Edna O'Brien 1932-
Irish novelist, short-story writer, dramatist, scriptwriter, poet, critic, and essayist.
The following entry presents criticism of O'Brien's short fiction works from 1995 through 2003. For criticism of O'Brien's short fiction published prior to 1995, see SSC, Volume 10.
Although best known for her novels, O'Brien is also the author of several volumes of well-regarded short stories. Critics praise her poignant explorations of the emotional lives of women who deal with complex and often contradictory aspects of family and love relationships. Her stories have often been compared to those of the renowned Irish author James Joyce.
O'Brien was born December 15, 1932, in Taumgraney, County Clare, a small, rural, devoutly Catholic village in western Ireland. O'Brien first attended a local national school before continuing her education in a convent. She escaped rural life by attending the Pharmaceutical College of Ireland in Dublin. Shortly after her novel The Country Girls was published in 1960, O'Brien moved to London to escape what she perceived as the oppressiveness of Irish culture. In fact, many of her stories are banned in her native Ireland because of the frankness with which O'Brien writes about women's sexuality. Much of her short fiction first appeared in the New Yorker; her first collection, The Love Object, was published in 1968. Subsequent collections include Mrs. Reinhardt, and Other Stories (1978) and Lantern Slides (1990), which won the 1990 Los Angeles Times Book Award. O'Brien often draws on the scenes of her childhood—Irish village life during the 1940s and 1950s—as well as contemporary urban life in her short fiction. Although her stories depict characters from different social classes and backgrounds, her protagonists are usually women who are involved in problematic love and family relationships. O'Brien currently lives in London.
Major Works of Short Fiction
O'Brien's Irish stories are characterized by vivid descriptions of the Irish countryside and by her skillful evocation of the hidden turmoil that can be present beneath the seemingly placid surface of village life. They often depict young protagonists who yearn for love and attention or for a greater measure of freedom than the circumscribed nature of village life affords them. In “My Mother's Mother,” for example, a lonely girl craves her absent mother's affection while being raised by relatives. She constructs elaborate and, ultimately, futile plans to rejoin her mother. In many stories young women attempt to reconcile their sexual desires with the strictures of Catholicism. O'Brien's realistic and compassionate handling of her struggle has drawn much critical favor as well as controversy. As the title suggests, the 1982 collection Returning focuses on the Ireland of O'Brien's childhood and features women who either physically return to their homeland or who are immersed in childhood reminiscences. O'Brien's urban stories often involve more sophisticated women whose experiences with men and sex have left them disappointed. “Over” and “Forgetting,” from the collection The Love Object, present women trying to overcome the emotional consequences of broken love affairs. Mrs. Reinhardt, and Other Stories continues the theme of feminine adversity, but it portrays women who attain some degree of peace and happiness in their lives. “Mrs. Reinhardt” focuses on the reunion of an estranged couple, and in “Ways” a woman forgoes a sexual encounter with a man to whom she is attracted out of respect for his wife.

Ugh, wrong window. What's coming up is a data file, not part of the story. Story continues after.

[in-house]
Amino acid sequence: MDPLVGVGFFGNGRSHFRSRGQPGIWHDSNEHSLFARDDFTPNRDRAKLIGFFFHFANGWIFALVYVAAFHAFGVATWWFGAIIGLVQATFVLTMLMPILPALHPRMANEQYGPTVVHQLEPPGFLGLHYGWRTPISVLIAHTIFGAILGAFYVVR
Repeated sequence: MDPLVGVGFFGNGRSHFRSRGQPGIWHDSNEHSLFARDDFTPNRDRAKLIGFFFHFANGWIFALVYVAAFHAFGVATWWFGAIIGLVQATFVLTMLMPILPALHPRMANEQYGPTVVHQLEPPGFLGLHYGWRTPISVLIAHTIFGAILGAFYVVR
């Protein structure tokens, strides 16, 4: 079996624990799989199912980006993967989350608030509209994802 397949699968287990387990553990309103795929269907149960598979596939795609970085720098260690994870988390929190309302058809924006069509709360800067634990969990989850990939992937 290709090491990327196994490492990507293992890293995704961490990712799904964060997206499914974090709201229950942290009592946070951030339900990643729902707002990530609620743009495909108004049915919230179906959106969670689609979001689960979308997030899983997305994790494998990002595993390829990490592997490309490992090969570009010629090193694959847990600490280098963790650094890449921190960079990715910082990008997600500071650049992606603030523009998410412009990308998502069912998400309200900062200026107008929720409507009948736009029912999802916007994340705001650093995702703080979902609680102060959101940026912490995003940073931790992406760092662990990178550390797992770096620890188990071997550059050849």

O'Brien's portrayal of character has been the focus of much critical attention. Although she is generally commended for her insights into female psychology, some critics, noting that her women characters are concerned with sex and love relationships to the exclusion of other interests, accuse O'Brien of perpetuating stereotypes of women as emotional and subservient. In fact, a recent study has viewed the women in her stories as sacrificial martyrs based on Catholic notions of the Virgin Mary. Sexuality has emerged as another topical area of O'Brien criticism; commentators have investigated the issue of lesbian desire in stories like “Sister Imelda” and her novel The High Road (1988). Furthermore, with few exceptions, men in O'Brien's stories are portrayed as selfish, drunk, violent, libidinous, or incompetent. While acknowledging certain limitations in her characterizations, however, most critics agree that O'Brien's depiction of women responding to disappointment and betrayal are realistic and insightful. Reviewers have also located her within the Irish comic tradition, find parallels between her stories and the work of James Joyce and other contemporary Irish short-story writers, and investigate the dynamic of mother-daughter relationships in her work.